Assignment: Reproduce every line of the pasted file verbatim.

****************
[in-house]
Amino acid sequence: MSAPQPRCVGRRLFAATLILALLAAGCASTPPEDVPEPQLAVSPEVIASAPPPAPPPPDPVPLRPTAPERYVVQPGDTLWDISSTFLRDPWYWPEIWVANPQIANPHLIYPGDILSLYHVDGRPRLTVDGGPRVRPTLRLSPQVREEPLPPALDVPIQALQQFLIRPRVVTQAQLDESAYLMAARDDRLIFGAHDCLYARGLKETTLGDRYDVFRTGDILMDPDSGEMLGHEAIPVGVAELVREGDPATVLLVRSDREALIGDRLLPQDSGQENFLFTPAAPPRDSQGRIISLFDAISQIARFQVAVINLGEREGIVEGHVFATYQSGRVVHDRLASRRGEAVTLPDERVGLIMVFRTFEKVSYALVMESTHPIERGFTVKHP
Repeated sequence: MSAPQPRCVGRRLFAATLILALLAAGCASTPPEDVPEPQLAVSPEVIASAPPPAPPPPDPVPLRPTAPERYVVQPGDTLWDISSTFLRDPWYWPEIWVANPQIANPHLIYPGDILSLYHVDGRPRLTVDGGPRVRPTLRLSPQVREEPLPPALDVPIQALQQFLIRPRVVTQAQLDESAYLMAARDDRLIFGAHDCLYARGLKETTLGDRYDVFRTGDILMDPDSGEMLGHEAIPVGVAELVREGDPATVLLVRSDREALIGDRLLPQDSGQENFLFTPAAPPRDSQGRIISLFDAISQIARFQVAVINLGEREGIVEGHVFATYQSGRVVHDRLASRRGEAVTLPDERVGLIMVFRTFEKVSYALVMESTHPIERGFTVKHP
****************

[in-house]
Amino acid sequence: MSAPQPRCVGRRLFAATLILALLAAGCASTPPEDVPEPQLAVSPEVIASAPPPAPPPPDPVPLRPTAPERYVVQPGDTLWDISSTFLRDPWYWPEIWVANPQIANPHLIYPGDILSLYHVDGRPRLTVDGGPRVRPTLRLSPQVREEPLPPALDVPIQALQQFLIRPRVVTQAQLDESAYLMAARDDRLIFGAHDCLYARGLKETTLGDRYDVFRTGDILMDPDSGEMLGHEAIPVGVAELVREGDPATVLLVRSDREALIGDRLLPQDSGQENFLFTPAAPPRDSQGRIISLFDAISQIARFQVAVINLGEREGIVEGHVFATYQSGRVVHDRLASRRGEAVTLPDERVGLIMVFRTFEKVSYALVMESTHPIERGFTVKHP
Repeated sequence: MSAPQPRCVGRRLFAATLILALLAAGCASTPPEDVPEPQLAVSPEVIASAPPPAPPPPDPVPLRPTAPERYVVQPGDTLWDISSTFLRDPWYWPEIWVANPQIANPHLIYPGDILSLYHVDGRPRLTVDGGPRVRPTLRLSPQVREEPLPPALDVPIQALQQFLIRPRVVTQAQLDESAYLMAARDDRLIFGAHDCLYARGLKETTLGDRYDVFRTGDILMDPDSGEMLGHEAIPVGVAELVREGDPATVLLVRSDREALIGDRLLPQDSGQENFLFTPAAPPRDSQGRIISLFDAISQIARFQVAVINLGEREGIVEGHVFATYQSGRVVHDRLASRRGEAVTLPDERVGLIMVFRTFEKVSYALVMESTHPIERGFTVKHP